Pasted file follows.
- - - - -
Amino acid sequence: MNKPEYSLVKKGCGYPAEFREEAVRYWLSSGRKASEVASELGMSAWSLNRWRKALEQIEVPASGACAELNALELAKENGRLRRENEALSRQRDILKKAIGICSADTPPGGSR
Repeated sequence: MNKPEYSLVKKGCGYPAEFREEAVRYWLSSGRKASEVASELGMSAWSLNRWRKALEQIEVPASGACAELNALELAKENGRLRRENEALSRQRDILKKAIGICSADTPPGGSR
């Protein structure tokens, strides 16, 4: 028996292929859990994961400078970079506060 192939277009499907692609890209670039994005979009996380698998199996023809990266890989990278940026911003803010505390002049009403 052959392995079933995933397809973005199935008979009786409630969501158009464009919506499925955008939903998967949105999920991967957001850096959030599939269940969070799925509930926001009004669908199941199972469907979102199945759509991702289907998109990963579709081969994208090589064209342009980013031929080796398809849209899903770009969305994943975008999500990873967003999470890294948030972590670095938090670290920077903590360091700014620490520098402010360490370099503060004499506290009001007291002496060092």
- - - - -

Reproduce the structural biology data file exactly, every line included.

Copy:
Amino acid sequence: MNKPEYSLVKKGCGYPAEFREEAVRYWLSSGRKASEVASELGMSAWSLNRWRKALEQIEVPASGACAELNALELAKENGRLRRENEALSRQRDILKKAIGICSADTPPGGSR
Repeated sequence: MNKPEYSLVKKGCGYPAEFREEAVRYWLSSGRKASEVASELGMSAWSLNRWRKALEQIEVPASGACAELNALELAKENGRLRRENEALSRQRDILKKAIGICSADTPPGGSR
């Protein structure tokens, strides 16, 4: 028996292929859990994961400078970079506060 192939277009499907692609890209670039994005979009996380698998199996023809990266890989990278940026911003803010505390002049009403 052959392995079933995933397809973005199935008979009786409630969501158009464009919506499925955008939903998967949105999920991967957001850096959030599939269940969070799925509930926001009004669908199941199972469907979102199945759509991702289907998109990963579709081969994208090589064209342009980013031929080796398809849209899903770009969305994943975008999500990873967003999470890294948030972590670095938090670290920077903590360091700014620490520098402010360490370099503060004499506290009001007291002496060092």